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Why the magnificent annual figures of the theatre and concert hall managements make it clear that the system must be turned around. 

Things are once again going insane for Dutch theatres and concert halls. Every year, the directors, gathered in the VSCD, manage to come out with truly fantastic figures in the autumn. This year too, the cheers are unrelenting. Everything is growing. The number of jobs, and the number of volunteers, for example. (Both up by 3% in 2018, trend break with previous years where the number of jobs did not grow but the number of volunteers did).

Why am I so cynical? Surely there is some really good news to report? After all, attendance figures are up (+8%), the number of performances is up (+3%). So: what am I moaning about?

Let's say that every year the Association of Theatre and Concert Hall Directors issues a press release with the same structure, and so every year there is bad news hidden in the final paragraphs. This year, too, we find something there that will shock people who like 'vulnerable' art and those who are about subsidies: subsidised theatre and music offerings are falling proportionately again. At least, if we apply higher mathematics to the figures, because the VSCD only mentions percentages and proportions, but thus no absolute figures. Trade secrets, sensitive information, that sort of thing. And without absolute numbers, percentages say nothing at all.

Percentage of what?

What is going on with subsidised supply? Well, that is up by 1 per cent, although the VSCD does not say from what percentage to what percentage that is. The latest estimates from 2017 put it hovering around 13 per cent, so nice that it is now back to 14. Possibly. Too bad, though, that the audience for that offer is not growing with it. Indeed, that's shrinking by 3 per cent. In previous years, the audience did not grow as fast as the supply. So now that trend continues in a negative sense.

What does grow enormously, it really says, is subsidised supply in the 'other' category. What can we count under this, according to the VSCD? 'Other' includes urban arts, theatre lectures, literary readings and more. These performances are 21 per cent more programmed and 18 per cent more attended.' Wonderful, of course, but trying to apply kabbalistic exegesis to the totals for a moment, this is about something totally marginal. After all: the total subsidised offerings increase by 1 per cent, so the contribution of the growth of the 'other' category does not really have any impact. Let's take it as growth from 10 to 12 performances. That's 21 per cent.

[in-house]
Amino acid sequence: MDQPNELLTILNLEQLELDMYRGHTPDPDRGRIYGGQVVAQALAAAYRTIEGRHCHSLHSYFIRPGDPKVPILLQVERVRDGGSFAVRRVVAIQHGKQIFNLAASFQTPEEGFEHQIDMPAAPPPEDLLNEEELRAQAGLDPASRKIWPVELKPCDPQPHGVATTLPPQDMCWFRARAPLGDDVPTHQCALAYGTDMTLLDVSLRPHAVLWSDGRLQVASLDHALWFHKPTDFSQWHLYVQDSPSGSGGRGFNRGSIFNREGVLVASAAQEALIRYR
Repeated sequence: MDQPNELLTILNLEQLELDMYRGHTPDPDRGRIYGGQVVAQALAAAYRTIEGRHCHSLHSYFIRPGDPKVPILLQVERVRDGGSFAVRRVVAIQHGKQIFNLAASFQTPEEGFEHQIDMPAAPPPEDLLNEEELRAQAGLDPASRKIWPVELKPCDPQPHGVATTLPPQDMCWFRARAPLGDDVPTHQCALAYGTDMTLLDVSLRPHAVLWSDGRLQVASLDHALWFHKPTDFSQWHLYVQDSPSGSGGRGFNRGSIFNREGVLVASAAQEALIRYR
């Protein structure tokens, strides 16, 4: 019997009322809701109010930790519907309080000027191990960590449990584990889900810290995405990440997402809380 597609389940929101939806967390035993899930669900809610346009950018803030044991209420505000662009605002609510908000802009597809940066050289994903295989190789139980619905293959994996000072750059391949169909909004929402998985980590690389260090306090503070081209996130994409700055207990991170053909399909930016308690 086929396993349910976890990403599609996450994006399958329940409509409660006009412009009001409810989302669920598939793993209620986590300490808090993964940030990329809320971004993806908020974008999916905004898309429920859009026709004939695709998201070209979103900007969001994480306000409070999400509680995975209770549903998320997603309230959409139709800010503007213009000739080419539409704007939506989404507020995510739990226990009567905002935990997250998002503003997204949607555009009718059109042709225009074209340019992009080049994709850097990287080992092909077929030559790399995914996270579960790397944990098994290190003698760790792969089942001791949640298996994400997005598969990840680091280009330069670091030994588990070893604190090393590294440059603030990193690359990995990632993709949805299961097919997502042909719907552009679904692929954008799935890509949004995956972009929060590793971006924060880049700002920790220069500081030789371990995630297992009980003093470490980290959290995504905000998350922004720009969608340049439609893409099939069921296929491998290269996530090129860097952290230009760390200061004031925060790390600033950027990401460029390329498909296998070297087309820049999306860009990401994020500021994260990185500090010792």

Free offer

Why am I now so concerned about these figures, which are only such a small part of the total? Surely 87 per cent of the supply in theatres and concert halls is doing great? The reason why everyone should care about this is simple: the Netherlands subsidises theatres and concert halls, and subsidises art to be shown in those theatres and concert halls. Currently, however, a large part of the subsidy money we all spend on theatres and concert halls goes to 'free', or 'commercial' offerings. So those offerings can exist thanks to those subsidies. In fact: the Dutch theatres and concert halls make that commercial offering possible thanks to subsidies. Also the musicals by Stage, also the seventies tribute bands that tour everywhere.

And while these 'easy' offerings fill up the programmes, offerings you don't have to think too long about, as well as offerings that have nothing to do with the 'bildung' for which those buildings were once put up, principals are increasingly keeping their hands off the offerings that are their raison d'être.

Fifteen rooms

Just last year boards asked for extra money from the government to make that difficult offer more palatable to their members. Given that the 'difficult' offerings have been minimal for years, it seems to me that this is not a question of money, but of will. So that will is lacking in the majority of theatre and concert hall managements. We need to do something about that.

I would say: don't saddle all those theatres and concert halls that now swallow their subsidised cod liver oil with that offer. Give that 'vulnerable' offer, with a bag of money, to theatres and concert halls that do like it. That's about 15 or so. No more. Subsidised art will flourish.

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Wijbrand Schaap

Cultural journalist since 1996. Worked as theatre critic, columnist and reporter for Algemeen Dagblad, Utrechts Nieuwsblad, Rotterdams Dagblad, Parool and regional newspapers through Associated Press Services. Interviews for TheaterMaker, Theatererkrant Magazine, Ons Erfdeel, Boekman. Podcast maker, likes to experiment with new media. Culture Press is called the brainchild I gave birth to in 2009. Life partner of Suzanne Brink roommate of Edje, Fonzie and Rufus. Search and find me on Mastodon.View Author posts

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